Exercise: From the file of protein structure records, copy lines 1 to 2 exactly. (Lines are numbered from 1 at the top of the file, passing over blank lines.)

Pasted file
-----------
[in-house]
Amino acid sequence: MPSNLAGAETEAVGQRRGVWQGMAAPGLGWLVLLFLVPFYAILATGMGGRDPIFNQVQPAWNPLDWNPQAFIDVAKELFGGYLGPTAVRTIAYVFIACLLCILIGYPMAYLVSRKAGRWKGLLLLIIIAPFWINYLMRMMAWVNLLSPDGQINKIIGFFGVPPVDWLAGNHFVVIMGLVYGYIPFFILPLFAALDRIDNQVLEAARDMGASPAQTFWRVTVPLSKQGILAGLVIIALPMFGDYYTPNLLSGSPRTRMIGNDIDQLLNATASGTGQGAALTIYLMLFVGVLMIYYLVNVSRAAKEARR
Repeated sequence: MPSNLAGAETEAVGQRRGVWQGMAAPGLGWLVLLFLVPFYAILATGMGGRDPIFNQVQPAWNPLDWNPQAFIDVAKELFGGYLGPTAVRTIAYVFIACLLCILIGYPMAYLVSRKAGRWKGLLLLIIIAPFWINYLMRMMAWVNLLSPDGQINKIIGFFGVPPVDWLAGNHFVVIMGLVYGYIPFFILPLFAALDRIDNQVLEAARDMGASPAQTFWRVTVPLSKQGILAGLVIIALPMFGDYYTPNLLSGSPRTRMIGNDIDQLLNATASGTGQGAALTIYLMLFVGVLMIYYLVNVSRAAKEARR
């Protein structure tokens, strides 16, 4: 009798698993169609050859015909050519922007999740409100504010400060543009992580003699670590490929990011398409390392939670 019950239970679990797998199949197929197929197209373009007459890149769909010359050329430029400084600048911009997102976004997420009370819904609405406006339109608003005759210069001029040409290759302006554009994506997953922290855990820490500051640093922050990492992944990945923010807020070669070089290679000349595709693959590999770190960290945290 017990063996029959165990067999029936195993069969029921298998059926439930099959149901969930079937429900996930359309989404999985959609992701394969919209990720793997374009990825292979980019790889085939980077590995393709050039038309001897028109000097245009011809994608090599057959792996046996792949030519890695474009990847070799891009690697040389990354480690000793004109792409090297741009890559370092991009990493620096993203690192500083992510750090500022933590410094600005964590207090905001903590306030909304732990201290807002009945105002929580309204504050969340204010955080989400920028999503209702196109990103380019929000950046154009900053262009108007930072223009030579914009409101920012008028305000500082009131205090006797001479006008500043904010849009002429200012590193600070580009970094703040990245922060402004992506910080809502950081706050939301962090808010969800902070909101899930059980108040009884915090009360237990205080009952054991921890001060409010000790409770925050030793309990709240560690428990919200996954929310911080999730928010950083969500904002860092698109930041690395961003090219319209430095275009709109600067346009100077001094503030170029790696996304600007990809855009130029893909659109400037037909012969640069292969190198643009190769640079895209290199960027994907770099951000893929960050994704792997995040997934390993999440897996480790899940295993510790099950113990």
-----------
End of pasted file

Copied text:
[in-house]
Amino acid sequence: MPSNLAGAETEAVGQRRGVWQGMAAPGLGWLVLLFLVPFYAILATGMGGRDPIFNQVQPAWNPLDWNPQAFIDVAKELFGGYLGPTAVRTIAYVFIACLLCILIGYPMAYLVSRKAGRWKGLLLLIIIAPFWINYLMRMMAWVNLLSPDGQINKIIGFFGVPPVDWLAGNHFVVIMGLVYGYIPFFILPLFAALDRIDNQVLEAARDMGASPAQTFWRVTVPLSKQGILAGLVIIALPMFGDYYTPNLLSGSPRTRMIGNDIDQLLNATASGTGQGAALTIYLMLFVGVLMIYYLVNVSRAAKEARR